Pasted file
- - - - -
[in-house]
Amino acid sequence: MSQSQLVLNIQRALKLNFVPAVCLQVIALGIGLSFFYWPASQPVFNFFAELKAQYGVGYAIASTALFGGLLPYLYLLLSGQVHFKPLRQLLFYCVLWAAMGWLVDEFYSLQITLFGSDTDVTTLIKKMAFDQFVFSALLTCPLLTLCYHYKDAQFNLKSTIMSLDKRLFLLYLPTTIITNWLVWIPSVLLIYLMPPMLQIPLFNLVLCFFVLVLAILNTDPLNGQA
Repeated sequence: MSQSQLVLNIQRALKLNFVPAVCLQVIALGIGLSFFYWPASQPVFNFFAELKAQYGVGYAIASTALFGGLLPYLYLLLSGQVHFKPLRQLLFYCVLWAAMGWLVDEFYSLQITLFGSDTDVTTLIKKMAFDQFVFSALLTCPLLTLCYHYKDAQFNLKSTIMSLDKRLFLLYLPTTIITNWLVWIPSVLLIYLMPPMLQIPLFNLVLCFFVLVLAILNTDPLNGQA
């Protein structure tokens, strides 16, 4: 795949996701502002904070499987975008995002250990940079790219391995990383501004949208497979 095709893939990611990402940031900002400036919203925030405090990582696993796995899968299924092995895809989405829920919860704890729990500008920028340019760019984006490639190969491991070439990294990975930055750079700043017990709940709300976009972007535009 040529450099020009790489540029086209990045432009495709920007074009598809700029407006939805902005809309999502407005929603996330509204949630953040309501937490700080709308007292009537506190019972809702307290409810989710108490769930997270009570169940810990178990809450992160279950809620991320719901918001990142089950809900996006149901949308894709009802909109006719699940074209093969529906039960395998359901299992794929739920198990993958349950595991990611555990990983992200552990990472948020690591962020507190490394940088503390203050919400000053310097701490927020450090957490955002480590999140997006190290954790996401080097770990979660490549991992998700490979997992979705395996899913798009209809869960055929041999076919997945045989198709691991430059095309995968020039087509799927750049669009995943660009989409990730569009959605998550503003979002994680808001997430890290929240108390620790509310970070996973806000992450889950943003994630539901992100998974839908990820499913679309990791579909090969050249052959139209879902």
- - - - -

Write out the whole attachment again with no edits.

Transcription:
[in-house]
Amino acid sequence: MSQSQLVLNIQRALKLNFVPAVCLQVIALGIGLSFFYWPASQPVFNFFAELKAQYGVGYAIASTALFGGLLPYLYLLLSGQVHFKPLRQLLFYCVLWAAMGWLVDEFYSLQITLFGSDTDVTTLIKKMAFDQFVFSALLTCPLLTLCYHYKDAQFNLKSTIMSLDKRLFLLYLPTTIITNWLVWIPSVLLIYLMPPMLQIPLFNLVLCFFVLVLAILNTDPLNGQA
Repeated sequence: MSQSQLVLNIQRALKLNFVPAVCLQVIALGIGLSFFYWPASQPVFNFFAELKAQYGVGYAIASTALFGGLLPYLYLLLSGQVHFKPLRQLLFYCVLWAAMGWLVDEFYSLQITLFGSDTDVTTLIKKMAFDQFVFSALLTCPLLTLCYHYKDAQFNLKSTIMSLDKRLFLLYLPTTIITNWLVWIPSVLLIYLMPPMLQIPLFNLVLCFFVLVLAILNTDPLNGQA
């Protein structure tokens, strides 16, 4: 795949996701502002904070499987975008995002250990940079790219391995990383501004949208497979 095709893939990611990402940031900002400036919203925030405090990582696993796995899968299924092995895809989405829920919860704890729990500008920028340019760019984006490639190969491991070439990294990975930055750079700043017990709940709300976009972007535009 040529450099020009790489540029086209990045432009495709920007074009598809700029407006939805902005809309999502407005929603996330509204949630953040309501937490700080709308007292009537506190019972809702307290409810989710108490769930997270009570169940810990178990809450992160279950809620991320719901918001990142089950809900996006149901949308894709009802909109006719699940074209093969529906039960395998359901299992794929739920198990993958349950595991990611555990990983992200552990990472948020690591962020507190490394940088503390203050919400000053310097701490927020450090957490955002480590999140997006190290954790996401080097770990979660490549991992998700490979997992979705395996899913798009209809869960055929041999076919997945045989198709691991430059095309995968020039087509799927750049669009995943660009989409990730569009959605998550503003979002994680808001997430890290929240108390620790509310970070996973806000992450889950943003994630539901992100998974839908990820499913679309990791579909090969050249052959139209879902």